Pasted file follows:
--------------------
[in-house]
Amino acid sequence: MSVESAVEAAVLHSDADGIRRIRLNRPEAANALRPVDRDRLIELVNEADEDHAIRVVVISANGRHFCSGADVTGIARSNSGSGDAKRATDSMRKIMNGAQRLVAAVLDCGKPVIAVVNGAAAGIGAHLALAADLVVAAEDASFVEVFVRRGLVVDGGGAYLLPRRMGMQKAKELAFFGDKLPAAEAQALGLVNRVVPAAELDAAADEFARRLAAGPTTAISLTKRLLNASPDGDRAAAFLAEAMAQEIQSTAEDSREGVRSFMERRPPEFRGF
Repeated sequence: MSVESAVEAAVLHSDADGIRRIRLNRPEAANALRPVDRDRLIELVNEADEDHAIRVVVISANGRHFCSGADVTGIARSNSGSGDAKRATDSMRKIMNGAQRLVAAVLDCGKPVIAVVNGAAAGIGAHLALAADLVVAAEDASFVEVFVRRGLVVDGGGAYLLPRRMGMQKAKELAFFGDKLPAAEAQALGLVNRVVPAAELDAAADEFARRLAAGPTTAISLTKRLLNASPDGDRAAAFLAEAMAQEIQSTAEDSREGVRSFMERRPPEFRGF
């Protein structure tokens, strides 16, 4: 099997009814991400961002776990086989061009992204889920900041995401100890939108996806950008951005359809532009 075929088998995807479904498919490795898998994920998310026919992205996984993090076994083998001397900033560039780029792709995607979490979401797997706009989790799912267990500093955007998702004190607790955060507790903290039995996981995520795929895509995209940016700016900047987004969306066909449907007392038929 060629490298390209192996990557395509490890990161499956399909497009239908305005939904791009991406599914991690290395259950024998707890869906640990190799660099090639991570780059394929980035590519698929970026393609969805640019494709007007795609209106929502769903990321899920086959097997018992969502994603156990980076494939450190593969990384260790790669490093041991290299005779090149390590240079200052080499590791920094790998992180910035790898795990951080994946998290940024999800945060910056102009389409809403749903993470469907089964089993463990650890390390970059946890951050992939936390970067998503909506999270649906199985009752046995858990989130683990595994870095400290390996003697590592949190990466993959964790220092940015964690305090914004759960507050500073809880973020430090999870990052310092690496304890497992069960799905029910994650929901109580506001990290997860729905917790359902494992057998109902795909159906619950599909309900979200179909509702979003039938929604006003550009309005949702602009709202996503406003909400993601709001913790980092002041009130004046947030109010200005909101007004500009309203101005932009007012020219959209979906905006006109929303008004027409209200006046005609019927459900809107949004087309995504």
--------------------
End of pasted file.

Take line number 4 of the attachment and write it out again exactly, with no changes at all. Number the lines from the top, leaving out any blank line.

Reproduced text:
């Protein structure tokens, strides 16, 4: 099997009814991400961002776990086989061009992204889920900041995401100890939108996806950008951005359809532009 075929088998995807479904498919490795898998994920998310026919992205996984993090076994083998001397900033560039780029792709995607979490979401797997706009989790799912267990500093955007998702004190607790955060507790903290039995996981995520795929895509995209940016700016900047987004969306066909449907007392038929 060629490298390209192996990557395509490890990161499956399909497009239908305005939904791009991406599914991690290395259950024998707890869906640990190799660099090639991570780059394929980035590519698929970026393609969805640019494709007007795609209106929502769903990321899920086959097997018992969502994603156990980076494939450190593969990384260790790669490093041991290299005779090149390590240079200052080499590791920094790998992180910035790898795990951080994946998290940024999800945060910056102009389409809403749903993470469907089964089993463990650890390390970059946890951050992939936390970067998503909506999270649906199985009752046995858990989130683990595994870095400290390996003697590592949190990466993959964790220092940015964690305090914004759960507050500073809880973020430090999870990052310092690496304890497992069960799905029910994650929901109580506001990290997860729905917790359902494992057998109902795909159906619950599909309900979200179909509702979003039938929604006003550009309005949702602009709202996503406003909400993601709001913790980092002041009130004046947030109010200005909101007004500009309203101005932009007012020219959209979906905006006109929303008004027409209200006046005609019927459900809107949004087309995504």